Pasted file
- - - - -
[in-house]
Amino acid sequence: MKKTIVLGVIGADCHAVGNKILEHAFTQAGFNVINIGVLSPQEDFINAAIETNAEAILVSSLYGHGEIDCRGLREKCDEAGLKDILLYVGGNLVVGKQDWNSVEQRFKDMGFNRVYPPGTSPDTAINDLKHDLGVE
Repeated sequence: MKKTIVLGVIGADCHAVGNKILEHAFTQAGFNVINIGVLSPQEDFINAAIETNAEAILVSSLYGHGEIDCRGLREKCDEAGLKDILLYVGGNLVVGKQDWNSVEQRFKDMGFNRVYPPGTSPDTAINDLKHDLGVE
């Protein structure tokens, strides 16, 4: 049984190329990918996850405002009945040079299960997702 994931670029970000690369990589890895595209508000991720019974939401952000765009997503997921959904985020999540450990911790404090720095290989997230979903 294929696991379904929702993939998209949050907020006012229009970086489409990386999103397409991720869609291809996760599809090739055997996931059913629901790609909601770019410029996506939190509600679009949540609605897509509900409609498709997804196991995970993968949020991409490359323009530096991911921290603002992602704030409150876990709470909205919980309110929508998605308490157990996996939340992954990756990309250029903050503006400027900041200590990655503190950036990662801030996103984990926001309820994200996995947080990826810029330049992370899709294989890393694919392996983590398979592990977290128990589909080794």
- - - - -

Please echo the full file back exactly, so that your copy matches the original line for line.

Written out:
[in-house]
Amino acid sequence: MKKTIVLGVIGADCHAVGNKILEHAFTQAGFNVINIGVLSPQEDFINAAIETNAEAILVSSLYGHGEIDCRGLREKCDEAGLKDILLYVGGNLVVGKQDWNSVEQRFKDMGFNRVYPPGTSPDTAINDLKHDLGVE
Repeated sequence: MKKTIVLGVIGADCHAVGNKILEHAFTQAGFNVINIGVLSPQEDFINAAIETNAEAILVSSLYGHGEIDCRGLREKCDEAGLKDILLYVGGNLVVGKQDWNSVEQRFKDMGFNRVYPPGTSPDTAINDLKHDLGVE
């Protein structure tokens, strides 16, 4: 049984190329990918996850405002009945040079299960997702 994931670029970000690369990589890895595209508000991720019974939401952000765009997503997921959904985020999540450990911790404090720095290989997230979903 294929696991379904929702993939998209949050907020006012229009970086489409990386999103397409991720869609291809996760599809090739055997996931059913629901790609909601770019410029996506939190509600679009949540609605897509509900409609498709997804196991995970993968949020991409490359323009530096991911921290603002992602704030409150876990709470909205919980309110929508998605308490157990996996939340992954990756990309250029903050503006400027900041200590990655503190950036990662801030996103984990926001309820994200996995947080990826810029330049992370899709294989890393694919392996983590398979592990977290128990589909080794």